- The devastation and desolation of Jerusalem (1:1-22)
- The reasons for God' anger (2:1-22)
- God's mercy, Jerusalem's only hope (3:1-66)
- Jerusalem's lamentation and repentance (4:1-22)
- The prayer of repentance (5:1-22)
Authorship, date, and background The book of Lamentations, until the last several centuries, was attributed to Jeremiah the prophet. Various dates and unknown authors have been assigned to the book by those who do not think Jeremiah wrote it. The book itself makes clear that the author was an eye eyewitness who experienced what he was describing. Jeremiah was surely the best qualified to fit the circumstances and to account for the contents of the poems. He had been predicting the captivity and destruction of Jerusalem for forty years before it happened. Beholding the destroyed city, en route to Egypt, his soul was moved with anguish over what had happened and the memory remained with him as he wrote the poems between 586 B.C. and 538 B.C.
The book of Lamentations was one of five books included in the Megilloth (meaning scroll or roll). The Song of Songs, Ruth, Ecclesiastes, and Esther are the others of the scroll. Lamentations was read publicly on the ninth of Ab at an annual religious festival. The shortness of these five books made their public reading possible at Purim (Esther), Pentecost (Ruth), Tabernacles (Ecclesiastes), and Passover (Song of Songs), as well as the ninth of Ab. Chapters one, two, four and five have twenty-two verses. Chapter three has sixty-six. Part of the book follows an alphabetic acrostic. For example, in chapters one and two each verse starts with a Hebrew letter of the alphabet in order. This cannot be seen, of course, in the English versions. Chapter five does not use the acrostic form.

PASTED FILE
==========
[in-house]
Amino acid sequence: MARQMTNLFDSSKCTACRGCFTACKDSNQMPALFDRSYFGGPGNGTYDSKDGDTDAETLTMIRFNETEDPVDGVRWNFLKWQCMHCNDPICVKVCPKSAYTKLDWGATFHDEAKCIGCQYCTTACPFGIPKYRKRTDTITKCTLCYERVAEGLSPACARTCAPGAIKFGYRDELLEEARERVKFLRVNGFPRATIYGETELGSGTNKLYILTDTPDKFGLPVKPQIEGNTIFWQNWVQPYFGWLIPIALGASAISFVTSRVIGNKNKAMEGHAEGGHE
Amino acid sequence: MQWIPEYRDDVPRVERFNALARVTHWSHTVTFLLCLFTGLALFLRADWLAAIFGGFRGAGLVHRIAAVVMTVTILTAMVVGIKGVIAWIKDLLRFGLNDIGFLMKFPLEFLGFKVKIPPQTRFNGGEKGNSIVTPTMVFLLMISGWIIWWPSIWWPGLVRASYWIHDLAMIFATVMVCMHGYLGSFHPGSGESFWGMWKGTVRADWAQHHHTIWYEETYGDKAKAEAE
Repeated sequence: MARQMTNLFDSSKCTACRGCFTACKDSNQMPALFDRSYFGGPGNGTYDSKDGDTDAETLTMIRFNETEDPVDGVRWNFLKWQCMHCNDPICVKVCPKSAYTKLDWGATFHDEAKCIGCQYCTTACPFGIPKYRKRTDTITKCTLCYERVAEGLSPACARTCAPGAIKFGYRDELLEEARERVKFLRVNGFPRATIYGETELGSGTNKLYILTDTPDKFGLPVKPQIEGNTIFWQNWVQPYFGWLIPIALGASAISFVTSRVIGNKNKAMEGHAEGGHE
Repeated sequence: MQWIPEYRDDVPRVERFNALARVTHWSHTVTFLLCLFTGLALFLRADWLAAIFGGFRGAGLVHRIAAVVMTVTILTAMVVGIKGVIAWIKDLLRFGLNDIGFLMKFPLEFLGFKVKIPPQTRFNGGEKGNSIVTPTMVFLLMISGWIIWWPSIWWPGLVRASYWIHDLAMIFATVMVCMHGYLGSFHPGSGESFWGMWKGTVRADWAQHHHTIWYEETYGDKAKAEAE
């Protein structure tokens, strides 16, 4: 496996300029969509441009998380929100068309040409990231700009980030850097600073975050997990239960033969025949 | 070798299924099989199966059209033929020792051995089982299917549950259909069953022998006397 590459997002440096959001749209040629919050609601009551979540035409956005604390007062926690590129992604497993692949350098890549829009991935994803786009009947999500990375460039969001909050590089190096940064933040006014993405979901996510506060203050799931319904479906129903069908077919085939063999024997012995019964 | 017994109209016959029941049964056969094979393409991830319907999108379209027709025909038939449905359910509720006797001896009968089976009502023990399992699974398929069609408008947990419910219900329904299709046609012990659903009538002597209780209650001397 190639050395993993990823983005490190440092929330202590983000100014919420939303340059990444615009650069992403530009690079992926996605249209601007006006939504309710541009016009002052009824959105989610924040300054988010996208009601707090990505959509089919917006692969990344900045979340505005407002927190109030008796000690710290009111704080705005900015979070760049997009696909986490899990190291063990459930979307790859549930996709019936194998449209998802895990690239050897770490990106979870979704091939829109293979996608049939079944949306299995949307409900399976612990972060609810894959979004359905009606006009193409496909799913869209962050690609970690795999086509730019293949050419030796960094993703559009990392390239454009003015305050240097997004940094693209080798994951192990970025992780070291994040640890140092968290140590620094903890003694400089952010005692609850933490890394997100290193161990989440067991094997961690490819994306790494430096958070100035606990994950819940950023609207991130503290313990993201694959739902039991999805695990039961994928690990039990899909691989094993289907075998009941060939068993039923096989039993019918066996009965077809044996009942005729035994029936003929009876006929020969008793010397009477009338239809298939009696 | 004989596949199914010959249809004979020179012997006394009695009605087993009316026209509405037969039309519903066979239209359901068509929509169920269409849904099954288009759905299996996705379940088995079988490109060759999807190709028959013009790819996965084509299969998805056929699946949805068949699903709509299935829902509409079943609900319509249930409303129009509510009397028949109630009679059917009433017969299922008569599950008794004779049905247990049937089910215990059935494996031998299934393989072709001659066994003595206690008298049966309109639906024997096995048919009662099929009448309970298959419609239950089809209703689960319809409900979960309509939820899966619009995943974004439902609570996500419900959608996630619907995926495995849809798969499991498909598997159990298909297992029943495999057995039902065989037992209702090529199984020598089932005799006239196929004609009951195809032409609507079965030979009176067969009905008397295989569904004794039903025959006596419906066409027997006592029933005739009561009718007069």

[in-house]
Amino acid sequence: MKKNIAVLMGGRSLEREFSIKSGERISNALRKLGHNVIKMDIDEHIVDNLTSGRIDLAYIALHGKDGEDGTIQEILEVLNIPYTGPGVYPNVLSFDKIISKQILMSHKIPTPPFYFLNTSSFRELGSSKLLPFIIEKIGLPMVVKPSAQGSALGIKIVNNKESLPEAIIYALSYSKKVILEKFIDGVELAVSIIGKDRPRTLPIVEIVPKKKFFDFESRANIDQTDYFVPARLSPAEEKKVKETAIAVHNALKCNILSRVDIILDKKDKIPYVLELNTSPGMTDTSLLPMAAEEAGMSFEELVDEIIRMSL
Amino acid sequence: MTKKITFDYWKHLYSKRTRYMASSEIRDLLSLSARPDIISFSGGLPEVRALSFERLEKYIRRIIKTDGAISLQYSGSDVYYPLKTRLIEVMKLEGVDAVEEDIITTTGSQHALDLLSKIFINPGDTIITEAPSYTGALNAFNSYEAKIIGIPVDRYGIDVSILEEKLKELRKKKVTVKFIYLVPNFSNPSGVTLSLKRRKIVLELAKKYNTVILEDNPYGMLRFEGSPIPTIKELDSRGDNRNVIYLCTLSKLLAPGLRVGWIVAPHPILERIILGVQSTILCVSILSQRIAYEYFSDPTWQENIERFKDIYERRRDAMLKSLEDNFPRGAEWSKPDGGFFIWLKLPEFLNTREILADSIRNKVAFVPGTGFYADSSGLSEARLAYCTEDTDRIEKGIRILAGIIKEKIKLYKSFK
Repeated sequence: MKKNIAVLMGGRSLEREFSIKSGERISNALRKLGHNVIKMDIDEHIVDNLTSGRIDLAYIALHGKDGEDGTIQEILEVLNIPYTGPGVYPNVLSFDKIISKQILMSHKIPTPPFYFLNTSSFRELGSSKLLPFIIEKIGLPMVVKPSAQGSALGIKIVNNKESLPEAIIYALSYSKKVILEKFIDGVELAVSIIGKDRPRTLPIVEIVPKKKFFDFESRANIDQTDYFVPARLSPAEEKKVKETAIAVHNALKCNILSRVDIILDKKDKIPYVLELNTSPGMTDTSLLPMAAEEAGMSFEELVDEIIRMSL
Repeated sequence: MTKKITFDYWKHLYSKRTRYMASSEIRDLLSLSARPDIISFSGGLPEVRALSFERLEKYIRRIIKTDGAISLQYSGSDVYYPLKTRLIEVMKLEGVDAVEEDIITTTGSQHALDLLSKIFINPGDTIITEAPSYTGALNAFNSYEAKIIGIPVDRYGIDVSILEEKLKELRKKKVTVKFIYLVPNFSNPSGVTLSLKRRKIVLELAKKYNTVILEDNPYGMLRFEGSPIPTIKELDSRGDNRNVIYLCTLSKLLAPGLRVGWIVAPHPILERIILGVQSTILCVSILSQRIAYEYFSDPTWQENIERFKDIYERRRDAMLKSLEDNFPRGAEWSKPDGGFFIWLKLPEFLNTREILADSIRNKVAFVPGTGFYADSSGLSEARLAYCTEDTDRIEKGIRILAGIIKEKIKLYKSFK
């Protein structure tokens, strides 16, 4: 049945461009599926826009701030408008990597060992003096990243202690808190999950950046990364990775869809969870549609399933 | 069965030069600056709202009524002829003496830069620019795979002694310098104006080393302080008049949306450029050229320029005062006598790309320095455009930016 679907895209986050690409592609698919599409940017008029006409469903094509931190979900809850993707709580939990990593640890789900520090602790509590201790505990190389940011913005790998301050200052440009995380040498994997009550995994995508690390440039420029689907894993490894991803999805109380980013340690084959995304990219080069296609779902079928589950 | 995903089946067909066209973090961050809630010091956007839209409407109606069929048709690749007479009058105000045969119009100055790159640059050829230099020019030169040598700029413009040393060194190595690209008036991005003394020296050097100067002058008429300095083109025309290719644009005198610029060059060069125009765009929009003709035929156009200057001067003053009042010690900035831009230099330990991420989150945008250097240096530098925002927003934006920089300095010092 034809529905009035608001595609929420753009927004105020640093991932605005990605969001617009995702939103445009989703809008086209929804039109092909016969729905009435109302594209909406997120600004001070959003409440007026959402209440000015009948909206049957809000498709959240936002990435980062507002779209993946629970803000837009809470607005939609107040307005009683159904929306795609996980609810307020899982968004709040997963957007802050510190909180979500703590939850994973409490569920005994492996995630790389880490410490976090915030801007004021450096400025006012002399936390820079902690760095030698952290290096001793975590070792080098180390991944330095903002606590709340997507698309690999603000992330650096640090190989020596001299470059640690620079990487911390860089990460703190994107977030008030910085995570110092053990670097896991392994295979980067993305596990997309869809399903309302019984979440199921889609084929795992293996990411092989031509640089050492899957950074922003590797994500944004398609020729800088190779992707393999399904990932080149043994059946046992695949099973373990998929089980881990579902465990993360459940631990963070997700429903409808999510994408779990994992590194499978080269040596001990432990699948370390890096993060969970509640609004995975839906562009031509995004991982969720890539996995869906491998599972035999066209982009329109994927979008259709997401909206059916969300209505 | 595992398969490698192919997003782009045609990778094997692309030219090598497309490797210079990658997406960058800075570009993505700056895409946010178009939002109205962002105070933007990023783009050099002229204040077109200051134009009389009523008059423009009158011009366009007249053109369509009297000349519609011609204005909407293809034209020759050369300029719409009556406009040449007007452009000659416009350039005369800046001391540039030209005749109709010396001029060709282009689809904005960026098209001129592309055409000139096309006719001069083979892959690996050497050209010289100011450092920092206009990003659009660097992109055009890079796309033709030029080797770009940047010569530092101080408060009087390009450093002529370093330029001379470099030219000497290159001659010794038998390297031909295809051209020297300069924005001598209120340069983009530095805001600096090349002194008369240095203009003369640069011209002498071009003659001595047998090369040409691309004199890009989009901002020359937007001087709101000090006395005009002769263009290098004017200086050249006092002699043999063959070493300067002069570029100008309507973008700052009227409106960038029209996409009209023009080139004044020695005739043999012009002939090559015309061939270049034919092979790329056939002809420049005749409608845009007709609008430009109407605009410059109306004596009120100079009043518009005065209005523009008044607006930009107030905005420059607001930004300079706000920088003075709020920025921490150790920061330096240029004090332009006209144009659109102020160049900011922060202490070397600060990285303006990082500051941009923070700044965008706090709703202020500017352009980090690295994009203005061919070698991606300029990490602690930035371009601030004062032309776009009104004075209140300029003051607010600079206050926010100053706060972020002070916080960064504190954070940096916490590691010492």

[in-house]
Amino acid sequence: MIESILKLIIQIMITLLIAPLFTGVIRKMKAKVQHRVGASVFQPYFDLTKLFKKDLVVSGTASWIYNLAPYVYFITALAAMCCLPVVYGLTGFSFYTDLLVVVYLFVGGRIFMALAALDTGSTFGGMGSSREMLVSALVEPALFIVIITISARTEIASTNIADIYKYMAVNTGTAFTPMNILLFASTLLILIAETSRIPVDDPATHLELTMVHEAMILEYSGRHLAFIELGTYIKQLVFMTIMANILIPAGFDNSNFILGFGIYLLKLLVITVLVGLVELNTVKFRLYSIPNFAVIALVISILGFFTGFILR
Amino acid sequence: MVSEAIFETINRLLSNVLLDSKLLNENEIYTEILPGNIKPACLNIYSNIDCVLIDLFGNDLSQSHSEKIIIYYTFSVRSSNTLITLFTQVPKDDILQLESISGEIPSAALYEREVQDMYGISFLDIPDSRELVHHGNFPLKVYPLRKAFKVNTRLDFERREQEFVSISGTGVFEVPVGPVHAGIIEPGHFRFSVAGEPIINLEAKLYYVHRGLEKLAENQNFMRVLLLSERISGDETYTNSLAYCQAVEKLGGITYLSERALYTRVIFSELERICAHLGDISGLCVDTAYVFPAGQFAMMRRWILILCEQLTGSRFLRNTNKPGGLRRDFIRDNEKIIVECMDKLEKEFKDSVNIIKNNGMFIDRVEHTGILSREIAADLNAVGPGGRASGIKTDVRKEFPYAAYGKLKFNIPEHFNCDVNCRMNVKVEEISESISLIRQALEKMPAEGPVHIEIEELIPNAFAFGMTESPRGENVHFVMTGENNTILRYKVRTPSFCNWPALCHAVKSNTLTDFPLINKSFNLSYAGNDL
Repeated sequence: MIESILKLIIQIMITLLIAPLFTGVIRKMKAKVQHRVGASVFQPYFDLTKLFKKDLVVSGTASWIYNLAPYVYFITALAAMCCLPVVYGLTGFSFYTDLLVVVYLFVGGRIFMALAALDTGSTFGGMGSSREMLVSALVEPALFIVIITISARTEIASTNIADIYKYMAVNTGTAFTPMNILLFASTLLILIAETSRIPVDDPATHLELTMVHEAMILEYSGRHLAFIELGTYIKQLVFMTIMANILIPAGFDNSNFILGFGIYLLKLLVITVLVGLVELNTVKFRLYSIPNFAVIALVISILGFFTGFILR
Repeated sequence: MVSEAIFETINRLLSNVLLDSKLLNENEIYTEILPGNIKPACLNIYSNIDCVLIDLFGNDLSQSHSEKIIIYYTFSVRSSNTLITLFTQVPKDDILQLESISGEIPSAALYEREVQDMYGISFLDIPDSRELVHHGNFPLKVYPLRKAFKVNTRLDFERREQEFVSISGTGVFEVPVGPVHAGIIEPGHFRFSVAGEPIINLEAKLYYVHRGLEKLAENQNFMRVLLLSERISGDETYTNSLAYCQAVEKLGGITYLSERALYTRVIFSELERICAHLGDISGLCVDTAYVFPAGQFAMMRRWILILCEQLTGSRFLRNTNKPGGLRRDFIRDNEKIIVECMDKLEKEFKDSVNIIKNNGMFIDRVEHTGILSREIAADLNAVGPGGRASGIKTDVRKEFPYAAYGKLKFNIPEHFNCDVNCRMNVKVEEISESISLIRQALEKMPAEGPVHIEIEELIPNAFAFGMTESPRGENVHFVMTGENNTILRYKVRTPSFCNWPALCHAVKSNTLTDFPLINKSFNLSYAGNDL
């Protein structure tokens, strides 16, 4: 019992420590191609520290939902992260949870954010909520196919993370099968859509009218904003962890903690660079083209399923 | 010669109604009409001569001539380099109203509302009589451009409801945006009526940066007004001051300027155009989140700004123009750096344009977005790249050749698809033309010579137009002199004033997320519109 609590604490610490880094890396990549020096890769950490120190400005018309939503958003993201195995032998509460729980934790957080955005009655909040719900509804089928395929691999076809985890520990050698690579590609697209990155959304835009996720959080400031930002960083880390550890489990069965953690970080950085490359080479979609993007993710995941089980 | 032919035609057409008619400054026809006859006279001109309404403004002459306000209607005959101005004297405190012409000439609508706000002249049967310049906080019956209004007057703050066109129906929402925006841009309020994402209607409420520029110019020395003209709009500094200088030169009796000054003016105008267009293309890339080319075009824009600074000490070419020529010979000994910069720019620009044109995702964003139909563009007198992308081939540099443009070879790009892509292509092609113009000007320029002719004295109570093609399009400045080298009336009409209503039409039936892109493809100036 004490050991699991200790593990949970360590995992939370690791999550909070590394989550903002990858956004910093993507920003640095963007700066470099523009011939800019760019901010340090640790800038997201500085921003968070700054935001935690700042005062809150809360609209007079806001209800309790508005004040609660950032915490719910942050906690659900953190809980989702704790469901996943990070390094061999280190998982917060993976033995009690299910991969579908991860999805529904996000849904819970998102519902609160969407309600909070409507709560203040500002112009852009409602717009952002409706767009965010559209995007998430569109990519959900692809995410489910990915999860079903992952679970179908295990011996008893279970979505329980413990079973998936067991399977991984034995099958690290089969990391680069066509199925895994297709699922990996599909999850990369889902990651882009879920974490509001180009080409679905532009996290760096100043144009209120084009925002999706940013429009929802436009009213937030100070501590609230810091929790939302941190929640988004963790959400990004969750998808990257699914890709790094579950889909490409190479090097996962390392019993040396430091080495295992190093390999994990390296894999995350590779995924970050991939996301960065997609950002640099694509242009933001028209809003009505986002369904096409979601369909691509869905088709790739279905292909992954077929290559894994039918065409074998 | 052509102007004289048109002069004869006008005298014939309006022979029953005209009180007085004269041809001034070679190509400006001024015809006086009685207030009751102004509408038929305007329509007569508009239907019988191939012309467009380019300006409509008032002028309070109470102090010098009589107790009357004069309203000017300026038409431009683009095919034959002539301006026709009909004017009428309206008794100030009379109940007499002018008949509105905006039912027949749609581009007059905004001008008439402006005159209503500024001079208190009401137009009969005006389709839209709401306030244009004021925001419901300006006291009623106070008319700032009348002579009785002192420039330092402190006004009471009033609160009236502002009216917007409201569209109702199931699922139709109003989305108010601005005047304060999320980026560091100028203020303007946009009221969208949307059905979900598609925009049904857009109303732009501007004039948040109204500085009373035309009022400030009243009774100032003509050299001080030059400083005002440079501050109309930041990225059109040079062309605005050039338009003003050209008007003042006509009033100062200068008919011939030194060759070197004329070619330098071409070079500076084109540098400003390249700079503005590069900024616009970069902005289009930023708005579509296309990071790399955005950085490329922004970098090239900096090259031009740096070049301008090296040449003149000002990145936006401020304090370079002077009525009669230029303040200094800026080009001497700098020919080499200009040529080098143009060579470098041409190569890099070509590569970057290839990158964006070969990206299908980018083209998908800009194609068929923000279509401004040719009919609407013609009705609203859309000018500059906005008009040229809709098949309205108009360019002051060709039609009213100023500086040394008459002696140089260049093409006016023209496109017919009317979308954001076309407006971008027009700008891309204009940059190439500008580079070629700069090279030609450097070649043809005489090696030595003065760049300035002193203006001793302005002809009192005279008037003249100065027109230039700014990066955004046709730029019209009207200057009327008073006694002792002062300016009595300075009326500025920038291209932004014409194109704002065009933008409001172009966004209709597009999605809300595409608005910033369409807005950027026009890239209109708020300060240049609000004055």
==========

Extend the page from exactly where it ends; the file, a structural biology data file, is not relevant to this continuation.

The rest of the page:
Characteristics and content Jeremiah, in writing this book, speaks of Jerusalem's former glories and present desolation. The contrast is marked. He acknowledges the righteousness of God in judgement even as the divine wrath is poured out in vengeance for sin. He accepts suffering with the knowledge that God who is the author of good and allows evil is responsive to the contrite of heart. Suffering, however, has its origin in man's transgressions and has for its ultimate purpose bringing the people of God to repentance. Jeremiah's description of the siege of Jerusalem is filled with pathos as he portrays the effect on the lives of the inhabitants. Using words like "we," "our," and "us" in the closing chapter, Jeremiah makes confession for the sins of God's people as he beseeches God to restore them to their inheritance.